Morale, Welfare and Recreation The NASP Morale, Welfare and Recreation (MWR) department has a number of upcoming events and activities. For more information, call 452-3806, ext. 3100, or go to the MWR website at www.naspensacola-mwr.com. • Movies on the Lawn: Next movie, “Planes,” is scheduled for tomorrow, May 24. Movies are scheduled to start At dusk second and fourth Saturday of each month through August in front of Portside Gym, Bldg. 627, at NAS Pensacola. There will be door prizes for children. Admission is free. For more information, call 452-2372. • Summer aquatics: Outdoor pools are scheduled to open tomorrow, May 24. Pools include the Mustin Beach Pool, Bldg. 3201 (behind Mustin Beach Club) and the Corry Station Pool. Swimming lessons and aquatic summer camps are scheduled. Check out aquatics programs at w w w. n a s p e n s a c o l a - m w r. c o m / w a t e r / aquatics.html. For more information, call 452-9429. • UFC FIT Tour: The UFC FIT Tour featuring UFC Fit Coach Mike Dolce and UFC fighter Carlos Condit is scheduled to make a stop May 28 at NAS Pensacola’s Radford Gym. The event is being presented by the Air Force Reserve. Hands-on training will be available. Fitness workshops will be from 4:30 p.m. to 6 p.m. Meet and greet the athletes from 6 p.m. to 7:30 p.m. For more details, call 452-3806, ext. 3140. • National Senior Health and Fitness Day: Join the celebration from 9 a.m. to 12:30 p.m. May 28 at Radford Fitness Center. There will be informational booths from Fleet and Family Support Center, the Wellness Center, the Navy Exchange, MWR aquatics and the Senior Olympics. For more information, call 452-9845. • Voluntary pre-kindergarten: Corry Station Child Development Center has space for free voluntary pre-kindergarten (VPK) beginning Sept 2. The program offers high-quality education with qualified teachers for all children 4 or older on or before Sept 1. For additional information, call 458-6588. • World rowing challenge: Join team NASP by using an indoor rower at any of the five gyms or fitness centers to help meet a 10 million meter goal. Register at your choice of any of our fitness facilities. Row and log meters. Random prizes will be awarded. For more information, call 452-6802. • Bowling family tournament: The Corry Bowling Center will present a qualifying tournament for the International Family Tournament at 10 a.m. May 31 at the Corry Bowling Center. Teams consist of parent and child with two age categories. More than $70,000 in scholarships will be awarded at the national tournament. For more information, call 452-6380. • Free tennis clinic: The Pensacola Sports Association is offering a free tennis clinic at NAS Pensacola June 23. Register at www.pensacolasports.com or get a registration form at any MWR fitness facility at NASP or NASP Corry Station. For more information, call 434-2800. • NASP Youth Center Summer Day Camps: June 2 through Aug. 15. Registration required. For information, call 452-2417.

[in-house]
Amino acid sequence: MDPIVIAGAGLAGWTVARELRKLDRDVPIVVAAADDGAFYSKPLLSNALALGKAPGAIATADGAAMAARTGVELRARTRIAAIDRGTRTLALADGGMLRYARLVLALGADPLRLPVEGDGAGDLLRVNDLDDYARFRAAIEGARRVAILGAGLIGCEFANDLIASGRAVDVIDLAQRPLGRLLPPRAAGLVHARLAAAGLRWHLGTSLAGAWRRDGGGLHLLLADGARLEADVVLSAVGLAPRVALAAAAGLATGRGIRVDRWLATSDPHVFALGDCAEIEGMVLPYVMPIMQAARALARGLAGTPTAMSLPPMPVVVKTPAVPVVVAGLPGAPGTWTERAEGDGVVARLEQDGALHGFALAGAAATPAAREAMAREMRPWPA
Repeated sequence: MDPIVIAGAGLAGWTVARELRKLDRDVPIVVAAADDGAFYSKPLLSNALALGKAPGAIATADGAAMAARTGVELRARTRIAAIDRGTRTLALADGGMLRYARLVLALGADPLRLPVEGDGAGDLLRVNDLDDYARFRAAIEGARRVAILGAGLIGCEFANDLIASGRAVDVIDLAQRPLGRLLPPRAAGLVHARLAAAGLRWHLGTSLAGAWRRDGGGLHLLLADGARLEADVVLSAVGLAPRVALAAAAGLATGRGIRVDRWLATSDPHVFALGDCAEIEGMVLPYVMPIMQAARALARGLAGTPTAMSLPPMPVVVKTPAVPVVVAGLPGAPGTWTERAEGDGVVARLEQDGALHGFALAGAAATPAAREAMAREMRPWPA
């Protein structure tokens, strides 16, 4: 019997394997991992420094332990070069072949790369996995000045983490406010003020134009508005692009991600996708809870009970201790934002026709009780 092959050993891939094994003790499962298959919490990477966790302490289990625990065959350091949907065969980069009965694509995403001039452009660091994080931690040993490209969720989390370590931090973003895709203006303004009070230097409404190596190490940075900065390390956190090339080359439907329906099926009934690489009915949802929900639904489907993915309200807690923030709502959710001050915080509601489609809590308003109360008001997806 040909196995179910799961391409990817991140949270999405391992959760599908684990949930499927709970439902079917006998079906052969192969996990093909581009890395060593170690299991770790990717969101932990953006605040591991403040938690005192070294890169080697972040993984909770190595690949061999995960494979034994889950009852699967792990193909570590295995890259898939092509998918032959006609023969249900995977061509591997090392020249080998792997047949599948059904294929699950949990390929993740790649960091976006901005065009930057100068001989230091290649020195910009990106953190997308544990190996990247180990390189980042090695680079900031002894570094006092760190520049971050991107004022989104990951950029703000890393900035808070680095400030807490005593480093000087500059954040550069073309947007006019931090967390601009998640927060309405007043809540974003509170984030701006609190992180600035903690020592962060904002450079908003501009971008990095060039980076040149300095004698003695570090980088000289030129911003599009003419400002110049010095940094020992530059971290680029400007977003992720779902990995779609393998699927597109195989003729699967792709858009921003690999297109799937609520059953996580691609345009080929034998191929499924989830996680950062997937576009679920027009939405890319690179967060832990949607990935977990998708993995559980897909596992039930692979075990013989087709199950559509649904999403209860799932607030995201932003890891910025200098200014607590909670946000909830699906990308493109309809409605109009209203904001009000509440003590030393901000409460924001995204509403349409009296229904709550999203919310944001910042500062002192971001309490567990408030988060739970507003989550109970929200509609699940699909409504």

Liberty activities Liberty program events target young, unaccompanied active-duty military. New hours are 10:30 a.m. to 1 p.m. and 4 p.m. to 9:30 p.m. Monday through Thursday, 10:30 a.m. to 1 p.m. and 4 p.m. to 11:30 p.m. Friday, 11 a.m. to 11:30 p.m. Saturday and 11 a.m. to 9:30 p.m. Sunday. Regular events are scheduled at the main Liberty Center in the Portside Entertainment Complex. You must sign up in advance for off-base trips. For more information, call 452-2372 or go to http://naspensacolamwr.com/singsail/liberty.htm.
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Fleet and Family Support Center
Help for victims of sexual assault in the DoD community is a call, click or text away. The SafeHelpline provides live crisis support and information by trained staff. Call (877) 9955247; go to www.SafeHelpline. org; or text: 55-247 CONUS; (202) 470-5546 OCONUS (may be additional charges for OCONUS). The Sexual Assault Prevention and Response (SAPR) program provides prevention, intervention and a 24/7/365 response. Activeduty and adult family member sexual assault victims have a choice of reporting options, unrestricted and restricted. To access an unrestricted report, the victim can report to his/her chain-of-command, security/law enforcement, NCIS, SAPR Victim Advocate (VA), SARC, and his/her CO shall commence an investigation. To access restricted reporting, the victim can disclose his/her sexual assault only to the SARC, a current SAPR VA, a health care provider and/or a chaplain. To contact the NASP 24/7 VA, call 449-9231/2. To contact the SARC during working hours, call 452-5990, ext. 0; during and after working hours, call the SARC cell phone number at 554-5606.
The NASP Fleet and Family Support Center (FFSC), 151 Ellyson Ave., Bldg. 625, is offering the following: • Disaster Preparedness: 10 a.m. to 11:30 a.m. May 29. Emergencies come in many forms, and require different measures. For information and to register, call 452-5609. • AMVETS ... Understanding Your VA Benefits: 10 a.m. May 29. To register or for information, call 452-5609. • Infant Massage Class: 11 a.m. to 11:30 a.m. June 13. For infants ages 2 to 6 months. Class is sponsored by the New Parent Support Home Visitors Program. Bring a baby blanket and an item that will soothe baby. Cass limited to 10 families, so call 4525609 to reserve space. • Positive Parenting (ages 6 to 12): A five-week class (2 p.m. to 4 p.m. June 2, June 9, June 16, June 23,